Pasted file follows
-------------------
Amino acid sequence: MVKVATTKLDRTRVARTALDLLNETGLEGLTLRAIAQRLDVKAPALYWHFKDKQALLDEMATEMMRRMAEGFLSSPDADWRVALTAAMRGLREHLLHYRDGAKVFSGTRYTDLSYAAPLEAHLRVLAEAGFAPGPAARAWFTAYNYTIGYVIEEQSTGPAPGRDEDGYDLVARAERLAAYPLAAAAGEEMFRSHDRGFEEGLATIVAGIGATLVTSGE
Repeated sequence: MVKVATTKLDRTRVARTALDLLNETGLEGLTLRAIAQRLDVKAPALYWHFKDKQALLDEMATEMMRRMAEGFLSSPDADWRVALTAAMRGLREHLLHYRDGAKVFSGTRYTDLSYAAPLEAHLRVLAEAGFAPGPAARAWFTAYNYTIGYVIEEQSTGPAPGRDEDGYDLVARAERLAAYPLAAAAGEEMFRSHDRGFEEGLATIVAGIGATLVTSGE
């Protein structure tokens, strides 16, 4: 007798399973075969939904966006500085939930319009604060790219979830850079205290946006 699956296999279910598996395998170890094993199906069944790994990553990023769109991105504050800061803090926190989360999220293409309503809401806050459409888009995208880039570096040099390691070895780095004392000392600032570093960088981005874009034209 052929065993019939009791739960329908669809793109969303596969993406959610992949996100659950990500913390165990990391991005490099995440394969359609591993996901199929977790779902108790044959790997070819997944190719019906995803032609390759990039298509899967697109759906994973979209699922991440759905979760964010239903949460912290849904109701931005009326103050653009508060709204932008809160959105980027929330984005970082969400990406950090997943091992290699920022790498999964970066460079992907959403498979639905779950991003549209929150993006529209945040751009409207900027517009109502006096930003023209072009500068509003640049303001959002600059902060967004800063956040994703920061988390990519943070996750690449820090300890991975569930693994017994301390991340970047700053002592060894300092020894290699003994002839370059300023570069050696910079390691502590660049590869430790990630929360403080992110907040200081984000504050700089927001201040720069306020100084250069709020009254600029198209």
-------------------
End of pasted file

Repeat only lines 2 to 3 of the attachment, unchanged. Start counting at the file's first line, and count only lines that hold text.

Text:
Repeated sequence: MVKVATTKLDRTRVARTALDLLNETGLEGLTLRAIAQRLDVKAPALYWHFKDKQALLDEMATEMMRRMAEGFLSSPDADWRVALTAAMRGLREHLLHYRDGAKVFSGTRYTDLSYAAPLEAHLRVLAEAGFAPGPAARAWFTAYNYTIGYVIEEQSTGPAPGRDEDGYDLVARAERLAAYPLAAAAGEEMFRSHDRGFEEGLATIVAGIGATLVTSGE
């Protein structure tokens, strides 16, 4: 007798399973075969939904966006500085939930319009604060790219979830850079205290946006 699956296999279910598996395998170890094993199906069944790994990553990023769109991105504050800061803090926190989360999220293409309503809401806050459409888009995208880039570096040099390691070895780095004392000392600032570093960088981005874009034209 052929065993019939009791739960329908669809793109969303596969993406959610992949996100659950990500913390165990990391991005490099995440394969359609591993996901199929977790779902108790044959790997070819997944190719019906995803032609390759990039298509899967697109759906994973979209699922991440759905979760964010239903949460912290849904109701931005009326103050653009508060709204932008809160959105980027929330984005970082969400990406950090997943091992290699920022790498999964970066460079992907959403498979639905779950991003549209929150993006529209945040751009409207900027517009109502006096930003023209072009500068509003640049303001959002600059902060967004800063956040994703920061988390990519943070996750690449820090300890991975569930693994017994301390991340970047700053002592060894300092020894290699003994002839370059300023570069050696910079390691502590660049590869430790990630929360403080992110907040200081984000504050700089927001201040720069306020100084250069709020009254600029198209």